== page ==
Miami Beach adopts spring break alcohol sales restrictions

Amanda Watts, CNNPublished 25th February 2022
MIAMI BEACH, FLORIDA - MARCH 21: People walk along Ocean Drive on March 21, 2021 in Miami Beach, Florida. College students have arrived in the South Florida area for the annual spring break ritual, prompting city officials to impose an 8pm to 6am curfew as the coronavirus pandemic continues. Miami Beach police have reported hundreds of arrests and stepped up deployment to control the growing spring break crowds. (Photo by Joe Raedle/Getty Images)
(CNN) — Some areas in the city of Miami Beach will have restrictions on alcohol sales as spring breakers descend on South Florida.
The city voted during a special commission meeting on Wednesday to restrict alcohol sales after 2 a.m. in certain heavily trafficked areas during the busiest two weeks of the spring break season.
The temporary ordinance will be in place between March 7 and March 21 and will affect all businesses south of 16th street that allow on-site drinking.
Alex Fernandez, Miami Beach city commissioner, said the ordinance will "ensure a safe environment as we protect the quality of life of our residents in a temporary ordinance."
In 2021, Miami Beach was forced to enact a curfew and state of emergency for several weeks as city police struggled to control shoulder-to-shoulder crowds of spring breakers amid the pandemic, CNN previously reported.
Miami Beach Mayor Dan Gelber said weekends in mid-March are always difficult in his city.
"During March -- on either side of St. Patrick's Day, at the high point at spring break -- the disorder in our city is intolerable. It's just that simple," he said.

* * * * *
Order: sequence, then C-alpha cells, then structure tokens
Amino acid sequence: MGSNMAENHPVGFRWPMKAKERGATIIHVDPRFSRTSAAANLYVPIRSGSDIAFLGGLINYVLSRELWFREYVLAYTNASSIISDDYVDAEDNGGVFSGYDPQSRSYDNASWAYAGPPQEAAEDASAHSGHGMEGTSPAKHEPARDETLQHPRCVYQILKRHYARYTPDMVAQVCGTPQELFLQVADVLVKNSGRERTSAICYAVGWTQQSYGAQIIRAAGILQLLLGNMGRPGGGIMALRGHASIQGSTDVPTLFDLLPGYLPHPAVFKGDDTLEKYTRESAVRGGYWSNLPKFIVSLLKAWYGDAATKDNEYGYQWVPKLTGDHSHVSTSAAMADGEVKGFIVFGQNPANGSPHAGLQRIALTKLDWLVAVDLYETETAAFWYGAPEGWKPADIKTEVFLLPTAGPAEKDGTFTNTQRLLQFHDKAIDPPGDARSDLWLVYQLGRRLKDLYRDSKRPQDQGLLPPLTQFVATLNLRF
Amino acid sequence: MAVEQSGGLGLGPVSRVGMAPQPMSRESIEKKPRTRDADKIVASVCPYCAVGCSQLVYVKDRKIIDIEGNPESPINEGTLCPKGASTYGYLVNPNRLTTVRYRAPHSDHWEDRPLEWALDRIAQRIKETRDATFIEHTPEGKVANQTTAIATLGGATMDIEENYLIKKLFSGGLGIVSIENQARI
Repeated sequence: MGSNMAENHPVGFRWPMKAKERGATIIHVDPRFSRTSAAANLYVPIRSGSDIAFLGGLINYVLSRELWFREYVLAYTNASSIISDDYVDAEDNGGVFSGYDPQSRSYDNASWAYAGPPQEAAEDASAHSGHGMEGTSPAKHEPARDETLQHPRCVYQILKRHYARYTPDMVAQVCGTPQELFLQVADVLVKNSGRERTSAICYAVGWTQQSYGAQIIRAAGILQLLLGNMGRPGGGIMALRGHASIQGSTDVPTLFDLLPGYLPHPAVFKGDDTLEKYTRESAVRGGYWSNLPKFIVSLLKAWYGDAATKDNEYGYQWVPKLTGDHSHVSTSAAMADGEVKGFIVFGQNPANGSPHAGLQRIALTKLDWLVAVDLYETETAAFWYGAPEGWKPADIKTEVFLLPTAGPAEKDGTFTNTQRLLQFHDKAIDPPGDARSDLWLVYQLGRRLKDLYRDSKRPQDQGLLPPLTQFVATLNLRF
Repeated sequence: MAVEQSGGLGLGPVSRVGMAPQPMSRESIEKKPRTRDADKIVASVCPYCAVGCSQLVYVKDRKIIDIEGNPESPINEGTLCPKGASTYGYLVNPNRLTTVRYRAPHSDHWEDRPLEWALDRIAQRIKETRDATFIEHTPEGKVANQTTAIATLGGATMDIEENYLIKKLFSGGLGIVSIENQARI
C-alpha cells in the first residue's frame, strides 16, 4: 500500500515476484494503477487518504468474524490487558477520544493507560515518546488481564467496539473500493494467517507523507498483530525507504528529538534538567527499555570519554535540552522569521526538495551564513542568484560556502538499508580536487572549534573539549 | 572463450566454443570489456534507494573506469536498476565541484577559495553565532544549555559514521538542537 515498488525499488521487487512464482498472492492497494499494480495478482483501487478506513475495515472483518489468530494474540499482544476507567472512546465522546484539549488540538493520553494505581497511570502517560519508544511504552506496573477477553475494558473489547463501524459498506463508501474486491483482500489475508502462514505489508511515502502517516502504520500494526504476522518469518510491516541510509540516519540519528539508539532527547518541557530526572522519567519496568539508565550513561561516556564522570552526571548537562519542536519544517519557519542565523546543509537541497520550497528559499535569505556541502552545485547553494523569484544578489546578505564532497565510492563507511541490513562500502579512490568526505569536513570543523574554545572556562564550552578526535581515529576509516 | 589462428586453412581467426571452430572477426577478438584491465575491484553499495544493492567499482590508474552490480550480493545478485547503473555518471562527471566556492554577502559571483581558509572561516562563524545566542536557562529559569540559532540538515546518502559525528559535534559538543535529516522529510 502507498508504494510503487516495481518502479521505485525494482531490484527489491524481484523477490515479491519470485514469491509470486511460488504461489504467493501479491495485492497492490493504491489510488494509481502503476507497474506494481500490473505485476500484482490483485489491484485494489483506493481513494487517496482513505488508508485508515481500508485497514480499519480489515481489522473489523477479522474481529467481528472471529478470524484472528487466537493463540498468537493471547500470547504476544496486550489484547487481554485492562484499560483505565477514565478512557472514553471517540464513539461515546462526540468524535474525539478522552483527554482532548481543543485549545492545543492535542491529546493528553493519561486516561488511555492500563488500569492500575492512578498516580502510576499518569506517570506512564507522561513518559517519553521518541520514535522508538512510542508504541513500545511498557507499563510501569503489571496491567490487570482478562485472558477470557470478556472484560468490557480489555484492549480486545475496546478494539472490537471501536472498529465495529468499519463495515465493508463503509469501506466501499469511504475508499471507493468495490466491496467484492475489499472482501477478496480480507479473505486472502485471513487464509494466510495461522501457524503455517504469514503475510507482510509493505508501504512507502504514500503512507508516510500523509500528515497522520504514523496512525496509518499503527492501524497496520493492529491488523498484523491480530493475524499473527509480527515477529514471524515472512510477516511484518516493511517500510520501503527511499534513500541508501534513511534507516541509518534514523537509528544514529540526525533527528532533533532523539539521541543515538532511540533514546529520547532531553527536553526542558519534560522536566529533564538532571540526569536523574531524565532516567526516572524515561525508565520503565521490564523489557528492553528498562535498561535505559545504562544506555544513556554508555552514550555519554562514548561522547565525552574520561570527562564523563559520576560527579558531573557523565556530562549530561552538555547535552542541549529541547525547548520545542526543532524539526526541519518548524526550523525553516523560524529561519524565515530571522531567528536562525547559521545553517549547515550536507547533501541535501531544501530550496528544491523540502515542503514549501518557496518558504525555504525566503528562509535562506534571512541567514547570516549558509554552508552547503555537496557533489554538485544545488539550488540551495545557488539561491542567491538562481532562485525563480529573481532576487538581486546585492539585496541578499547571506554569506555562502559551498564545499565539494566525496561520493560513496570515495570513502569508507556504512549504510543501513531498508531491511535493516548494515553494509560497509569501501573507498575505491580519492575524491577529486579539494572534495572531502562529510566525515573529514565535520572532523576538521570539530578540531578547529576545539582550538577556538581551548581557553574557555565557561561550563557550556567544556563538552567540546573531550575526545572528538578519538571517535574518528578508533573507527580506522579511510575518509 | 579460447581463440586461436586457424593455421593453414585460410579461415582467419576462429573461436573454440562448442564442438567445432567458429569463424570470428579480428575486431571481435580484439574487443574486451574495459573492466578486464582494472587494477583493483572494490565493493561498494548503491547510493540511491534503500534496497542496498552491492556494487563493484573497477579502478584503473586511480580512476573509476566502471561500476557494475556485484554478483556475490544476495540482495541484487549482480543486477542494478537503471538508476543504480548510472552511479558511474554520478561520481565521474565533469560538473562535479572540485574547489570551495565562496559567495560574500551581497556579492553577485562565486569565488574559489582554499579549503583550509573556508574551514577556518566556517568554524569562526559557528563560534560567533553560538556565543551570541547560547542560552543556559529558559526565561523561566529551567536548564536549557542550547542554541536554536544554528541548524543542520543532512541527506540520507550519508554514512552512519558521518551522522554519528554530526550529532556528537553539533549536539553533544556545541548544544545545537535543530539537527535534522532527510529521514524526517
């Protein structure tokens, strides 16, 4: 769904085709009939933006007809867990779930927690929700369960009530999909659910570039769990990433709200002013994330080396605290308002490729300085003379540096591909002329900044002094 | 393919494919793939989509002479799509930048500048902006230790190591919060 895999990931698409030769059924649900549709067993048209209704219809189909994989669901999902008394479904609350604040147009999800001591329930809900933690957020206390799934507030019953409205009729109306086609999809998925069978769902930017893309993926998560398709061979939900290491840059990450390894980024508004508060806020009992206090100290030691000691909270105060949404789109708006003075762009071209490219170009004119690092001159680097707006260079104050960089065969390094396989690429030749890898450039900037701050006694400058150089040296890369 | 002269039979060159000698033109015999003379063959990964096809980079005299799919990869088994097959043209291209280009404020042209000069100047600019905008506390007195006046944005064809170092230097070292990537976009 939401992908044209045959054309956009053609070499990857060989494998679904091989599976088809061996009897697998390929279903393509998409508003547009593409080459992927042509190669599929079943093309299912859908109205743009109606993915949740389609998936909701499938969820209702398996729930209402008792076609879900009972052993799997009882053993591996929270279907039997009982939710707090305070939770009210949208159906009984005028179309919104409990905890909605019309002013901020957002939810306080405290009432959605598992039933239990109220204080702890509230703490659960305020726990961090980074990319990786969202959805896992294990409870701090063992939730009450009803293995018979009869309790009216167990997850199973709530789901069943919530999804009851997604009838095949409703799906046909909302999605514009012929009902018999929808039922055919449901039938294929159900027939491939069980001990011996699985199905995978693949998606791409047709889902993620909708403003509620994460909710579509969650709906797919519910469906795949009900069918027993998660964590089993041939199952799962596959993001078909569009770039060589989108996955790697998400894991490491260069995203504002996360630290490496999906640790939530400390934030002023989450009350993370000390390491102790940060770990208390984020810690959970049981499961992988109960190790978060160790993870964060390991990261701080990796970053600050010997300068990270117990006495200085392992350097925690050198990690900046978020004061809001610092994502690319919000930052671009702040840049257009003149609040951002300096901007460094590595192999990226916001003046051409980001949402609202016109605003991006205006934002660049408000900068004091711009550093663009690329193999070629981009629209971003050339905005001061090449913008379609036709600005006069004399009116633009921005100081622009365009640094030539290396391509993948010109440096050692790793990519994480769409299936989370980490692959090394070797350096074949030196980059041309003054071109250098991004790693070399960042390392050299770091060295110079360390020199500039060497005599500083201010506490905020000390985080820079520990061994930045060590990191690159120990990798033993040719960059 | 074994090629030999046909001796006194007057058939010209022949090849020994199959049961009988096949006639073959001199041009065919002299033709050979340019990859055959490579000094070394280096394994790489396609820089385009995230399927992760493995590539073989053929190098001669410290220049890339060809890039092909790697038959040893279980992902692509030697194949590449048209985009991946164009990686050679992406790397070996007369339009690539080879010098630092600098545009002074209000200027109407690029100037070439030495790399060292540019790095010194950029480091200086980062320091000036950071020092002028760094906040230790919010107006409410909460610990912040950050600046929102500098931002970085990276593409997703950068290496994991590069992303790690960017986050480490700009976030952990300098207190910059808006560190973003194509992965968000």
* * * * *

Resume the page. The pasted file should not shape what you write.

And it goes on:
Some criticize Miami Beach's targeted restrictions

Several members of the public and business owners said limiting alcohol sales in just one area is unfair.
Jimmy Resnick, the landlord for South Beach club Exchange Miami, said his establishment would be impacted by the ordinance.
"They have to close at two o'clock. You walk approximately a block and a half and you're at Mr. Jones -- they get to open until 5 o'clock ... it's ludicrous," he said. "I think that you do it citywide, or you don't do it at all."
David Martinez, one of the owners of the bar Sweet Liberty, said he does not believe the limit will help.
"Safety is everybody's priority. Whether you believe in two o'clock, five o'clock -- it's everyone's priority," he said during the meeting.
"I do not believe that closing at two o'clock is going to remedy anything," Martinez said. "On the contrary, I think it's going to allow everybody to empty out into the streets at the same time and cause probably more violence."
After over an hour of public and city comment, the commission voted to approve the ordinance 4-3.